The 2 (Surrounding Shape: CIRCLE vs. UPRIGHT TRIANGLE) × 6 (Electrode) repeated measure ANOVA on P300 revealed a significant main effect for the Surrounding Shape [F(1, 18) = 14.588, p < 0.005]. A remarkably larger P300 was found for the shape of CIRCLE (mean = 5.363 μV) when compared to the shape of UPRIGHT TRIANGLE (mean = 4.185 μV). And there was also a significant difference between the electrodes [F(5, 90) = 6.353, p < 0.005]. But the interaction between the Surrounding Shape and the Electrode did not show a significant difference (see Figure 4).
Figure 4. P300 were elicited by UPRIGHT TRIANGLE condition (solid line) and CIRCLE condition (dashed line), respectively. The time window for P300 is 220–300 ms.
The 2 (Surrounding Shape: CIRCLE vs. UPRIRHT TRIANGLE) × 9 (Electrode) repeated measure ANOVA on LPP showed a significant main effect for the Surrounding Shape [F(1, 18) = 9.947, p = 0.005]. Comparing to the shape of CIRCLE (mean = 3.398 μV), UPRIGHT TRIANGLE (mean = 2.110 μV) showed an evident smaller LPP amplitude. But there no other significant effects could be demonstrated about the Electrode and the interaction between the Surrounding Shape and the Electrode (see Figure 5).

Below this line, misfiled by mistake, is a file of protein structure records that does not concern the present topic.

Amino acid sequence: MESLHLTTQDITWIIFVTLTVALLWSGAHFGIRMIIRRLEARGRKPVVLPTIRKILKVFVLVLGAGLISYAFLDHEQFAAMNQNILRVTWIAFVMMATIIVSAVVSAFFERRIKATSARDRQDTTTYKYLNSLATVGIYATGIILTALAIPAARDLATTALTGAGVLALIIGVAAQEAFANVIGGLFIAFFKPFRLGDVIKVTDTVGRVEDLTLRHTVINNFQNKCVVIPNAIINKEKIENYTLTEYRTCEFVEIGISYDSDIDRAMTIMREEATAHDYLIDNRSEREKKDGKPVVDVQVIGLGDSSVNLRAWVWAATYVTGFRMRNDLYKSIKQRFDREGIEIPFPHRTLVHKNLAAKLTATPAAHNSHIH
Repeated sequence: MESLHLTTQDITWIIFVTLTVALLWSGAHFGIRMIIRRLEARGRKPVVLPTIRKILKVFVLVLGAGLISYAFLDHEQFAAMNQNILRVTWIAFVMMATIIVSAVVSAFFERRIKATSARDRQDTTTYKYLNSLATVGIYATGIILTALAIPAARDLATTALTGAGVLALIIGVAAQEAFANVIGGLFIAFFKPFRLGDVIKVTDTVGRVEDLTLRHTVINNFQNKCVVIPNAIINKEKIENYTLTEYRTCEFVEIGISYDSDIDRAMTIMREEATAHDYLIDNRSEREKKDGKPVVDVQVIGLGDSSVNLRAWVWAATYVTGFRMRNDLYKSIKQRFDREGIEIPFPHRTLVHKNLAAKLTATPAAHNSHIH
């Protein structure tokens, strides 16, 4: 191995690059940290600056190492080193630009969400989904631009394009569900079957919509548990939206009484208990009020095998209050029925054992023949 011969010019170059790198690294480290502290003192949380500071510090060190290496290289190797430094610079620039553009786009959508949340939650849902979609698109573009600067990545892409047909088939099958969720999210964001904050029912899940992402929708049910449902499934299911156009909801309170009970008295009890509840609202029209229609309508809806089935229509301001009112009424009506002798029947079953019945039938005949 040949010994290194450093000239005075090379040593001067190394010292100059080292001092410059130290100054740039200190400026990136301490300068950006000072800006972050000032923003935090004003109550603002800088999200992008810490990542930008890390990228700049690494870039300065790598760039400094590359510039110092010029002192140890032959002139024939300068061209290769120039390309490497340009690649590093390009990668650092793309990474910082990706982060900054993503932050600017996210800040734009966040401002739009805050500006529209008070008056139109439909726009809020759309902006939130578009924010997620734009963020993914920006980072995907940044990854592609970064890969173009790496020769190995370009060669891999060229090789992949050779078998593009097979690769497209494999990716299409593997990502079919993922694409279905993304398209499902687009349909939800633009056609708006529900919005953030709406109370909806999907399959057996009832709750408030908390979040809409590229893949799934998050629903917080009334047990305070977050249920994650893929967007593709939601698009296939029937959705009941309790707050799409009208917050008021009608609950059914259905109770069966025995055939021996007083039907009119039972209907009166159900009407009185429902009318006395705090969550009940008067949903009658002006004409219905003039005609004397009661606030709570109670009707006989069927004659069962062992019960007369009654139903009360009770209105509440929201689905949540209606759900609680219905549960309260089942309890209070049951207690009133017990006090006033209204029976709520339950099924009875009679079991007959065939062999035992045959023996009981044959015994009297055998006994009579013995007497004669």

Figure 5. LPP were elicited by UPRIGHT TRIANGLE condition (solid line) and CIRCLE condition (dashed line), respectively. The time window for LPP is 450–700 ms.
In previous studies on warning sign, the viewpoints about the effectiveness of the surrounding shapes were most divisive (Riley et al., 1982; Leonard, 1999; Yu et al., 2004). Stephen L. Young argued that surrounding shapes made warning signs difficult to read, and its profits might be less than its defects (Young, 1998), while Yu et al. (2004) as well as Riley et al. (1982), by using the behavior experiments or questionnaire, gave a clear order of the warning levels that were delivered by different surrounding shapes. The results of the current study, from the perspective of the cognitive neuroscience, provided evidence to prove that ERP components related to attention (represented by P200), valence and arousal (represented by N300) are affected by the UPRIGHT TRIANGLE border, and more uneasy/unsafe information which was inhibited more strongly at the cognitive level (represented by P300 and LPP) when compared with CIRCLE.